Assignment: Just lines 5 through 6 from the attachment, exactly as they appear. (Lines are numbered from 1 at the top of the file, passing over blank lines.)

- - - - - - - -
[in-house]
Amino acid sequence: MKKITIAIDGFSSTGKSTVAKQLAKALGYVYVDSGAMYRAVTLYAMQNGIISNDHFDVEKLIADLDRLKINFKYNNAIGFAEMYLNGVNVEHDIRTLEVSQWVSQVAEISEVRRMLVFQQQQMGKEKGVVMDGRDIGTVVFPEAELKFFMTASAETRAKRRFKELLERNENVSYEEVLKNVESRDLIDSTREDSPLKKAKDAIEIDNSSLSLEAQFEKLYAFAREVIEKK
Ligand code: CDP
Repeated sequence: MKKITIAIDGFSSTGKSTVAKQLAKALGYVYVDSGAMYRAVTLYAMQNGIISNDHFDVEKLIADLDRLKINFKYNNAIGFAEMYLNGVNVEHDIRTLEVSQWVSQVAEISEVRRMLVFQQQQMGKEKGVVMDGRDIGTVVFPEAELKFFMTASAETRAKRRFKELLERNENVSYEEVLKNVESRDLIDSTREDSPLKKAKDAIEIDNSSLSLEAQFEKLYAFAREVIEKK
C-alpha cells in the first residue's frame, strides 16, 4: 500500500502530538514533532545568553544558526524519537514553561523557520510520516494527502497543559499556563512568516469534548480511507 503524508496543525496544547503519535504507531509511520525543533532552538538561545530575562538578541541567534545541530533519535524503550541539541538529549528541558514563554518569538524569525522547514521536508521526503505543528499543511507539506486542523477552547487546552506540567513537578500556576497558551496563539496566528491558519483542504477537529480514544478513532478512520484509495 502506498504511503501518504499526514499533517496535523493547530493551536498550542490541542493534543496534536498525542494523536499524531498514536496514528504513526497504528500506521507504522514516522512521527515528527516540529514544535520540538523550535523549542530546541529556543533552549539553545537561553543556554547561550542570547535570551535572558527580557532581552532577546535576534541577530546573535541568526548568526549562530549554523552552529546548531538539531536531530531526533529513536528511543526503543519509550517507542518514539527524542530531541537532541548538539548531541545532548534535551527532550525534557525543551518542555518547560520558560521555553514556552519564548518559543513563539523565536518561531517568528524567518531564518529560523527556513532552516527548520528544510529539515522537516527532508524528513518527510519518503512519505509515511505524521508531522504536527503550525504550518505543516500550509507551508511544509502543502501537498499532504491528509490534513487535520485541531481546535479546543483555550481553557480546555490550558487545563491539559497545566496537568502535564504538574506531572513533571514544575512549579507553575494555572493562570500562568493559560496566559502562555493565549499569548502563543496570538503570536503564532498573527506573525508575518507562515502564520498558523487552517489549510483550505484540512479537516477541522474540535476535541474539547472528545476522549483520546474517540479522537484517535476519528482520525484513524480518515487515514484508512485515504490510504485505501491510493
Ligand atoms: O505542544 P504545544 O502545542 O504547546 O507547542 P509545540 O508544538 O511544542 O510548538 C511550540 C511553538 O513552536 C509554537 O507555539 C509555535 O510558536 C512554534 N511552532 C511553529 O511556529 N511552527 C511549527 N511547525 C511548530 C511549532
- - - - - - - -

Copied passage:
C-alpha cells in the first residue's frame, strides 16, 4: 500500500502530538514533532545568553544558526524519537514553561523557520510520516494527502497543559499556563512568516469534548480511507 503524508496543525496544547503519535504507531509511520525543533532552538538561545530575562538578541541567534545541530533519535524503550541539541538529549528541558514563554518569538524569525522547514521536508521526503505543528499543511507539506486542523477552547487546552506540567513537578500556576497558551496563539496566528491558519483542504477537529480514544478513532478512520484509495 502506498504511503501518504499526514499533517496535523493547530493551536498550542490541542493534543496534536498525542494523536499524531498514536496514528504513526497504528500506521507504522514516522512521527515528527516540529514544535520540538523550535523549542530546541529556543533552549539553545537561553543556554547561550542570547535570551535572558527580557532581552532577546535576534541577530546573535541568526548568526549562530549554523552552529546548531538539531536531530531526533529513536528511543526503543519509550517507542518514539527524542530531541537532541548538539548531541545532548534535551527532550525534557525543551518542555518547560520558560521555553514556552519564548518559543513563539523565536518561531517568528524567518531564518529560523527556513532552516527548520528544510529539515522537516527532508524528513518527510519518503512519505509515511505524521508531522504536527503550525504550518505543516500550509507551508511544509502543502501537498499532504491528509490534513487535520485541531481546535479546543483555550481553557480546555490550558487545563491539559497545566496537568502535564504538574506531572513533571514544575512549579507553575494555572493562570500562568493559560496566559502562555493565549499569548502563543496570538503570536503564532498573527506573525508575518507562515502564520498558523487552517489549510483550505484540512479537516477541522474540535476535541474539547472528545476522549483520546474517540479522537484517535476519528482520525484513524480518515487515514484508512485515504490510504485505501491510493
Ligand atoms: O505542544 P504545544 O502545542 O504547546 O507547542 P509545540 O508544538 O511544542 O510548538 C511550540 C511553538 O513552536 C509554537 O507555539 C509555535 O510558536 C512554534 N511552532 C511553529 O511556529 N511552527 C511549527 N511547525 C511548530 C511549532